Switzoor, at *5.
As a result, Switzoor was entitled to liquidated damages. Although some courts disagree as to whether a plaintiff can recover liquidated damages under both statutes — the FLSA and NYLL — the majority view is that recovery under both statutes is permitted, because they serve different purposes. Under the FLSA, liquidated damages “are considered compensatory rather than punitive in nature, whereas under the NYLL they constitute a penalty ‘to deter an employer’s willful withholding of wages due.’” Id.
The third issue decided by the Court was whether the sole individual owner of SCI and an officer of SCI — Switzoor’s direct manager and supervisor — were individually liable for these violations. Under the FLSA and NYLL, “employers” can be held liable. To be classified as an “employer” “an individual defendant must possess control over a company’s actual ‘operation’ in a manner that relates to a plaintiff’s employment. The individual, however, need not ‘have been personally complicit in FLSA violations.’” The Court held that because the officer and owner were responsible for Switzoor’s day-to-day operations, Switzoor was required to report to them, and they were involved in all dealings regarding Switzoor’s compensation from the beginning to end, that both the owner and the officer “had authority over management, supervision and oversight” and “exercised direct control.” Therefore, they were his “employers,” and were held individually liable for the FLSA and NYLL violations.
Hyperlinks Are Virtual Footnotes
In a recent law suit, Sheldon Adelson, Chairman and CEO of Las Vegas Sands Corp. (which owns the Venetian Casino in Las Vegas, and other casinos in the Chinese territory Macau), and well-known supporter of Republican candidates during the 2012 election cycle, brought action for defamation against the National Jewish Democratic Council (“NJDC”), along with other individual defendants. Adelson v. Harris, __ F.Supp.2d __ (S.D.N.Y. 2013).
Adelson claimed he was defamed by the NJDC when it published an article stating that “… in addition to his anti-union and allegedly corrupt business practices, Adelson ‘personally approved’ of prostitution in his Macau casinos.” The text “personally approved” was blue and underlined (unlike the remaining black text) and clicking on these words linked the reader to an Associated Press (“AP”) article entitled “Sheldon Adelson Approved ‘Prostitution Strategy’: Fired Former Sands Executive.” The AP article contained details of a lawsuit between a former executive of the Las Vegas Sands Corp. and Adelson in which the former executive declared that in response to taking measure to eliminate loan sharking and prostitution in the Chinese casinos, he was told that the “prostitution strategy had been personally developed and approved by Adelson.”
The tort of defamation consists of four elements which must be proved by the plaintiff: “(1) a false and defamatory statement by defendant concerning the plaintiff; (2) an unprivileged publication to a third person; (3) fault, amounting to at least negligence; and (4) actual or presumed damages.” Here, the defendants argued that the “fair reporting privilege” granted them immunity from suit for defamation. Nevada, (whose substantive law was applied in this case because it had the strongest interest in its outcome) “has long recognized a special privilege of absolute immunity from defamation given to the news media and the general public to report newsworthy events in judicial proceedings.” Id. at 11. Although primarily invoked by media sources, the “fair reporting privilege” “extends to any person who makes a republication of a judicial proceeding from material that is available to the general public.” Id. However, in order to receive the benefit of this privilege, the defendant must demonstrate that it is (1) “apparent either from specific attribution or from the overall context that the article is quoting, paraphrasing, or otherwise drawing upon official documents and proceedings”; and (2) the statement must constitute a “fair and accurate” description of the underlying proceeding.”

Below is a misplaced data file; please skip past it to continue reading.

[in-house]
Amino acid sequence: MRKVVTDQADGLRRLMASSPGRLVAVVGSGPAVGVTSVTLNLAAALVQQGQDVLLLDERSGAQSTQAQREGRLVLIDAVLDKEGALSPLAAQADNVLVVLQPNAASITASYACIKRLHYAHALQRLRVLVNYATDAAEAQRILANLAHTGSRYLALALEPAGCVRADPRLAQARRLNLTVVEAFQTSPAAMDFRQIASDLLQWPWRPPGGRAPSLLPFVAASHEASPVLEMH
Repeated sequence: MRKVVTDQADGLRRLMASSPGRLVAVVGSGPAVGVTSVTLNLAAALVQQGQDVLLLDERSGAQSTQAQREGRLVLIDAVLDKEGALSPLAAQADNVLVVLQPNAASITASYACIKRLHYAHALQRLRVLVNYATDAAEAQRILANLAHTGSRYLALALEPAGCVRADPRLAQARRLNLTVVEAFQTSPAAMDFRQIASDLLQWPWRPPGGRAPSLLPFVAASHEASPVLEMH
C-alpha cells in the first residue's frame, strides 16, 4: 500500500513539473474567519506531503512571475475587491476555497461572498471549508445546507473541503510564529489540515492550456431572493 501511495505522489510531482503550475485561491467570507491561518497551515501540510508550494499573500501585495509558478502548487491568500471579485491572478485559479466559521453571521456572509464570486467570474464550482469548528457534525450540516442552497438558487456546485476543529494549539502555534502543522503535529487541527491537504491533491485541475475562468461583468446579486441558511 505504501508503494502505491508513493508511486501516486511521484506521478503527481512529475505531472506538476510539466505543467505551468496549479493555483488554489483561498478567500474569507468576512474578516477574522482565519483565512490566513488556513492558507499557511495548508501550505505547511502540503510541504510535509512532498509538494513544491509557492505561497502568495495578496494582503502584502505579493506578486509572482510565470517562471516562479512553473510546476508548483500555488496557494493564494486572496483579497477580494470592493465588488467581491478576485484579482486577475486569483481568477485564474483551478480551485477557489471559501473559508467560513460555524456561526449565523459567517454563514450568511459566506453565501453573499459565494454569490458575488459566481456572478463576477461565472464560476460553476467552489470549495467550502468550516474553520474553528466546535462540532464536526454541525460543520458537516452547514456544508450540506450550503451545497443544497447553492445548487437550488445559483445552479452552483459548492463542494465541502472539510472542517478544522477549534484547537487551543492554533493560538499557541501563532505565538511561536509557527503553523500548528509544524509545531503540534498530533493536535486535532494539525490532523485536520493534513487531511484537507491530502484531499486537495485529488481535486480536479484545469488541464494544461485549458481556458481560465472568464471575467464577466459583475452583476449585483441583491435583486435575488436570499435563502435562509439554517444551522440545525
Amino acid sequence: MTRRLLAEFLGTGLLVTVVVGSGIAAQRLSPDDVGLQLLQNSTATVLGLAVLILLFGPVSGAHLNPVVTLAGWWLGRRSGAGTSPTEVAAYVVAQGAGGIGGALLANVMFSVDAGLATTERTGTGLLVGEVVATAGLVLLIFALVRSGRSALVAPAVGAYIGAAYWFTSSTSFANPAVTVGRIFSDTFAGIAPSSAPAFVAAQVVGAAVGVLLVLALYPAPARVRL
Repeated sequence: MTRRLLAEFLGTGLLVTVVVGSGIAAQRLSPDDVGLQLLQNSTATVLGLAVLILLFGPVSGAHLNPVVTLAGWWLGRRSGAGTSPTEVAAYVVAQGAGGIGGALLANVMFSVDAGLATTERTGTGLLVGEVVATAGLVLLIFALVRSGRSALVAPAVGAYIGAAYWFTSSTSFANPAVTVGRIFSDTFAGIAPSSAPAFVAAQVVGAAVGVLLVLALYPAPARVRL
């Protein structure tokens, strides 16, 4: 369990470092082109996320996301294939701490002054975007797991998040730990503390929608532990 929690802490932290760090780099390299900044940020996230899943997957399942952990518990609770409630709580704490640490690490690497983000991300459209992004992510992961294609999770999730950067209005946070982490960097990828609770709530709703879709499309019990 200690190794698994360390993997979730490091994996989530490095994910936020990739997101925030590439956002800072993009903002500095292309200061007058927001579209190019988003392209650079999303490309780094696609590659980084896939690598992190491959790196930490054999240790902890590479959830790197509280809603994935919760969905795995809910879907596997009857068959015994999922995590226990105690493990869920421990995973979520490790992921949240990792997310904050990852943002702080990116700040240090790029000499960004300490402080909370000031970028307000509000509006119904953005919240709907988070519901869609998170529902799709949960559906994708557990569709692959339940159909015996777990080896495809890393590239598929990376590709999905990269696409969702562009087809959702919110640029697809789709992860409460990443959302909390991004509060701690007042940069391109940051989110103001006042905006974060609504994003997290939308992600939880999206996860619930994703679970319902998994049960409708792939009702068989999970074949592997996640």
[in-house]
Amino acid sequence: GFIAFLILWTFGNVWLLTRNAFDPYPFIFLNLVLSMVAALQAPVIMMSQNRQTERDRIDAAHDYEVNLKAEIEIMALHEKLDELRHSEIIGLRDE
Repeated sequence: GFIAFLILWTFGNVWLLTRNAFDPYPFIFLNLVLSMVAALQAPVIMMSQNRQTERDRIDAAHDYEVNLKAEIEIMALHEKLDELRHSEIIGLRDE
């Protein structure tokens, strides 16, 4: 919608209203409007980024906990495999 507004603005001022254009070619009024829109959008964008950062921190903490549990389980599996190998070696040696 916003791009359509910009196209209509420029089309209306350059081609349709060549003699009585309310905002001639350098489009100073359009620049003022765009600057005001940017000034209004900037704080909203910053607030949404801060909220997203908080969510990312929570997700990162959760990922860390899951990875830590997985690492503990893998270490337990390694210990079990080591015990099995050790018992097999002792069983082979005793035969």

As to the first element, the NJDC’s statement quotes from, and hyperlinks to, the AP news report that “accurately describes and quotes from the [former employee’s] Declaration.” “The Petition also repeatedly uses the phrase “reportedly” and “reports” when referring to the accusations in the  Declaration.” However, the main point of contention between plaintiff and defendants was whether “hyperlinking in this manner satisfies the attribution requirement of the fair and accurate report privilege.” The Court agreed with the defendants, holding that hyperlinking did give satisfactory attribution to the AP article, stating:
The hyperlink is the twenty-first century equivalent of the footnote for purposes of attribution in defamation law, because it has become a well-recognized means for an author or the Internet to attribute a source.
Moreover, protecting defendants who hyperlink to their sources is good public policy, as it fosters the facile dissemination of knowledge on the Internet. It is true, of course, that shielding defendants who hyperlink to their sources makes it more difficult to redress defamation in cyberspace. But this is only so because Internet readers have far easier access to a commentator’s sources. It is to be expected, and celebrated, that the increasing access to information should decrease the need for defamation suits.
The Court concluded that the second element of the “fair reporting privilege” was present, as the NJDC’s statement accurately quoted the AP Article, which in turn accurately quoted the former employee’s declaration in his lawsuit. As a result, the Court granted the defendants’ motion, and dismissed the case.